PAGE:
The robot in the video runs on a set of powered train track rails. Power is drawn from the rails into the Arduino and the motor shield atop the carriage (photo: motorizing the carriage). The arduino is our robot “brain” (photo: coding the brain) that issues all the movement and LED blink commands (yes, any robot worth its salt MUST have blinking LEDs). While we now have several feet of track installed, this turned out to be a difficult job since hacklab apparently has a 4″ thick concrete ceiling. But thanks to a lot of hard work (photo: drilling the ceiling) it’s now rock solid and looks awesome. The idea is to lay additional track that will eventually allow the robot to drive along the ceiling all over the lab. Our “use case” is a robot that can be commanded to head over to the desks, pick up empty pop cans and ferry them over to the recycling bin (more about that in a moment).
After the above video was taken, we started to outfit the robot with additional capabilities and sensors. The first was a Sharp IR distance sensor that we’d like to use for robot positioning along the track. The second was this little contraption (see if you can guess what it is before scrolling further):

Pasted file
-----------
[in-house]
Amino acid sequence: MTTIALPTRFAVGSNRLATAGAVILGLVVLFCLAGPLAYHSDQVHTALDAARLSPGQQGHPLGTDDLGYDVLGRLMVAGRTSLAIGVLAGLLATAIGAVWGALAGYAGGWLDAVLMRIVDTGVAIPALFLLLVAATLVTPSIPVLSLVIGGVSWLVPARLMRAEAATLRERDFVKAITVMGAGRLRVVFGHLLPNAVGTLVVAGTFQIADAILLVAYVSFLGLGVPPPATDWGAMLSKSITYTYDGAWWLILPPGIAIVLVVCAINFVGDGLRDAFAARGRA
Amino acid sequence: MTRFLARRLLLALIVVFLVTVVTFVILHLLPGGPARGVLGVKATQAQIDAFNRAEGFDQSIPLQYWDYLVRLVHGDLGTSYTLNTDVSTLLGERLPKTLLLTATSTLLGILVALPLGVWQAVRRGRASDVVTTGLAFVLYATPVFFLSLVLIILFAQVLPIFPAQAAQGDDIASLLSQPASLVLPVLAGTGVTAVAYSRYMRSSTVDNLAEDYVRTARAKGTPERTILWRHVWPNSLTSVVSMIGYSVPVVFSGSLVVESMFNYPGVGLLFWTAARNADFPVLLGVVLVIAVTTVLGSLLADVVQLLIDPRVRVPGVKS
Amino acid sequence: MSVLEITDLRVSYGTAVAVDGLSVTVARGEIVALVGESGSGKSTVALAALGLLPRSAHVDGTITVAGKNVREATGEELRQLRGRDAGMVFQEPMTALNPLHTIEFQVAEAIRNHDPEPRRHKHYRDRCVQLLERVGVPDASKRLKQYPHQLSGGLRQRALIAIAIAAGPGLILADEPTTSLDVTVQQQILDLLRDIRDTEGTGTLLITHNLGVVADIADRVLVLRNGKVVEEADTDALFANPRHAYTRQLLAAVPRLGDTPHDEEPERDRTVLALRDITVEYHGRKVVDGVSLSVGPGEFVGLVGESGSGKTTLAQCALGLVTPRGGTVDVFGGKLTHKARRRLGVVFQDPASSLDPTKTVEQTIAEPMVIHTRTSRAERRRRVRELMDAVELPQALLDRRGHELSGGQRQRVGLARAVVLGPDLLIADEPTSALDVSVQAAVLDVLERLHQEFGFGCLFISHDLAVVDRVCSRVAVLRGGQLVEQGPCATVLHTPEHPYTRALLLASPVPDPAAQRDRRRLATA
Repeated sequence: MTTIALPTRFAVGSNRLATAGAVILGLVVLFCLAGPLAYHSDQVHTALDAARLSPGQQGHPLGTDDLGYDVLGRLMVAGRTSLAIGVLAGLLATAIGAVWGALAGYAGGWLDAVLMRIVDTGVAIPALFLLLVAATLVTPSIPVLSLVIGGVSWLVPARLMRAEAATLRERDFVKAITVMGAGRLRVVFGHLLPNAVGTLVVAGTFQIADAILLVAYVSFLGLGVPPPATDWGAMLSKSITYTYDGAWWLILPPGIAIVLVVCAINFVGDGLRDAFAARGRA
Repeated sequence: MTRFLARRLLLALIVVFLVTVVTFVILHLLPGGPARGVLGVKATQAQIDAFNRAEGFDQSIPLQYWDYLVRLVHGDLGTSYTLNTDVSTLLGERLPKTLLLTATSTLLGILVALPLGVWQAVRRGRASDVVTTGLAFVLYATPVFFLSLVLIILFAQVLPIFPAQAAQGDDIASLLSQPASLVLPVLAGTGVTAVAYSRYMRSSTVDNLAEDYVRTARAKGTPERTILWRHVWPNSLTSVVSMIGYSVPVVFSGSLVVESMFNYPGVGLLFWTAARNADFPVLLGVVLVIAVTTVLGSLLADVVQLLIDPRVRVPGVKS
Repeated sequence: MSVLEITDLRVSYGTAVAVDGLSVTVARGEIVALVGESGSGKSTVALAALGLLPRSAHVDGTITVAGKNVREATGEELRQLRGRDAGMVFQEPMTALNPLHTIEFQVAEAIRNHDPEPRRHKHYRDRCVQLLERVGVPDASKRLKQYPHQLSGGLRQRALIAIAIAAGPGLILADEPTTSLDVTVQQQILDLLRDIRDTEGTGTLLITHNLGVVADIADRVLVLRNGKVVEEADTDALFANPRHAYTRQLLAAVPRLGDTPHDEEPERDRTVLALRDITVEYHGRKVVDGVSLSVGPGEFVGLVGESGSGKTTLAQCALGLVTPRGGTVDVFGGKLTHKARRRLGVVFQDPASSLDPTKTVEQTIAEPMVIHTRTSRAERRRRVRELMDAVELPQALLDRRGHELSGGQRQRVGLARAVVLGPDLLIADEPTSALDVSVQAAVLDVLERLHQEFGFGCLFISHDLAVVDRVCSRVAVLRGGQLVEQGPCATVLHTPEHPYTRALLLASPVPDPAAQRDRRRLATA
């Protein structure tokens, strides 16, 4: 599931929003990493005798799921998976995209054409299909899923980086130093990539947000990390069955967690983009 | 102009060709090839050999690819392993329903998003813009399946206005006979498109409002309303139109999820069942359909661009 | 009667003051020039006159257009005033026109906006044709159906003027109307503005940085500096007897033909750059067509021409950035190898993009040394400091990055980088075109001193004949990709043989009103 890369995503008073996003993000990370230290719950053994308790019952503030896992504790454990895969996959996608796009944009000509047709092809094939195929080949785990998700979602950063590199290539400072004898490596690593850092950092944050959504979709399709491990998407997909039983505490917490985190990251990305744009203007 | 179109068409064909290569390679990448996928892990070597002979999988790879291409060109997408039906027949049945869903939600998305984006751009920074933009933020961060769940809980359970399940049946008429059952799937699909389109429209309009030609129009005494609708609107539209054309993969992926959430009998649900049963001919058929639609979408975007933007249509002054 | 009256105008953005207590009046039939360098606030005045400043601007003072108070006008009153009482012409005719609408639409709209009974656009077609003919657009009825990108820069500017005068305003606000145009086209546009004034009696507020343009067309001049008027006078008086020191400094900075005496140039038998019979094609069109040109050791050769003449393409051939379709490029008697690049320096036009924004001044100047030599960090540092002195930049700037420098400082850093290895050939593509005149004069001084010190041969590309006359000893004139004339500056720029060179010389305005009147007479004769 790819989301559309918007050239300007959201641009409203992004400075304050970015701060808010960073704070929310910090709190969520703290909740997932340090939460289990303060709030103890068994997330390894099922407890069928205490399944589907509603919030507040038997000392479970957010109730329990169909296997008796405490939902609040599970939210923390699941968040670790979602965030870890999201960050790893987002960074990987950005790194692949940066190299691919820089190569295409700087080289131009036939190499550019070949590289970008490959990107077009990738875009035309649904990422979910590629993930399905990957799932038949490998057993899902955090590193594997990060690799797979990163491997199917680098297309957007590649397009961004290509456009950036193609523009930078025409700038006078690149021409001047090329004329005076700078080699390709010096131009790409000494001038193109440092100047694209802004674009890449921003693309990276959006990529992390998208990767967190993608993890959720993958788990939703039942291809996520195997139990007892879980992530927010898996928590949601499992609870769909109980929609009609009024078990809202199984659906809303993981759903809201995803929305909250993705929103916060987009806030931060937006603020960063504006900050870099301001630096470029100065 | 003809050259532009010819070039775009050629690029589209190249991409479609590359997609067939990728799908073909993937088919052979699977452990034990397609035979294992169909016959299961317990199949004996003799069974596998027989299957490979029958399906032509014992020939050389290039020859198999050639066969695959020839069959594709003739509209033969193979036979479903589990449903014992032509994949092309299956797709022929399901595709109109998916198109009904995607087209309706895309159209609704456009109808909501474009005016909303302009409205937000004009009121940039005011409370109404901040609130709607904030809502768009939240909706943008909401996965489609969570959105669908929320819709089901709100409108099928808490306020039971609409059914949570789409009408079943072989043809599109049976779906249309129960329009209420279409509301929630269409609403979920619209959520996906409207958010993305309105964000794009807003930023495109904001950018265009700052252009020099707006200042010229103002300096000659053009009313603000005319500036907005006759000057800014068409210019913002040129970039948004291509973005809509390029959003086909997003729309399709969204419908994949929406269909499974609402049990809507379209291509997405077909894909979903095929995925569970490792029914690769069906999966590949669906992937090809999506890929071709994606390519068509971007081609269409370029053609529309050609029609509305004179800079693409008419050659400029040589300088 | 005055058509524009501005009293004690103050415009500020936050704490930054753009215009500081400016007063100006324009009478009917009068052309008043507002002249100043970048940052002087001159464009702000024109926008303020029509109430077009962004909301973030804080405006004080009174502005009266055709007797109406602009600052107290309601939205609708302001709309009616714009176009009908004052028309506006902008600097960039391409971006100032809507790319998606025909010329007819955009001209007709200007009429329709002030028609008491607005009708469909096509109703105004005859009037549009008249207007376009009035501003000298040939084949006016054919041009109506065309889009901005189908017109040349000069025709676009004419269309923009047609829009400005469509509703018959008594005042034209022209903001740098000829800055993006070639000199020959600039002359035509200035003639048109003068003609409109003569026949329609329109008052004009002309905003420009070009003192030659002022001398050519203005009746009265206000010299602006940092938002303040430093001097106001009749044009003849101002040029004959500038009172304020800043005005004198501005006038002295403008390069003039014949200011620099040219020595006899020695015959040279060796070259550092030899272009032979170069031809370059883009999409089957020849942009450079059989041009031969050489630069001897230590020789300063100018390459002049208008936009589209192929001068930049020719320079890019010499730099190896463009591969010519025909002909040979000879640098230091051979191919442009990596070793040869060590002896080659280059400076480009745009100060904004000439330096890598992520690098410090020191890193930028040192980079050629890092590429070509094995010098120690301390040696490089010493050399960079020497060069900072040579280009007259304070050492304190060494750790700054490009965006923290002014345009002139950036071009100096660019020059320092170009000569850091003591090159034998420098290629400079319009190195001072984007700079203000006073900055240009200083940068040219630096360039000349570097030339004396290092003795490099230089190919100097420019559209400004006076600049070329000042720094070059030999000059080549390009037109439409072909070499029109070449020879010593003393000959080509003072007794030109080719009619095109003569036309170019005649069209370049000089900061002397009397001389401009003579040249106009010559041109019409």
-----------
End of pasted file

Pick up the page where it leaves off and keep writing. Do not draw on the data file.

This little gadget is actually a winch that can raise or lower a bucket from the robot. In our proposed pop can pickup “use case” the winch is what will enable the robot to pick up and deliver pop cans to the recycling bin. …what? “ugly” you say? Not to us. What it lacks in sleek lines and striking curves is overshadowed by character and performance. As an example, if you look carefully, on the left side of the spool we have a heart shaped piece of acrylic that serves as our motor hub (yes, every self respecting robot needs a heart)! And equally cool is that just above it we have a limit switch with a roller on it that tracks along the edges of the heart as the spool turns, sending our robot three electronic “clicks” each rotation (two at the top of the heart and one at the bottom) that help us encode/track the position of the winch. It also has a homing switch at the top to allow the robot to figure out where the bucket is after a reboot. So will it lift a pop can? You bet! The heaviest object we tested with it was the fire extinguisher …which it lifted without a problem!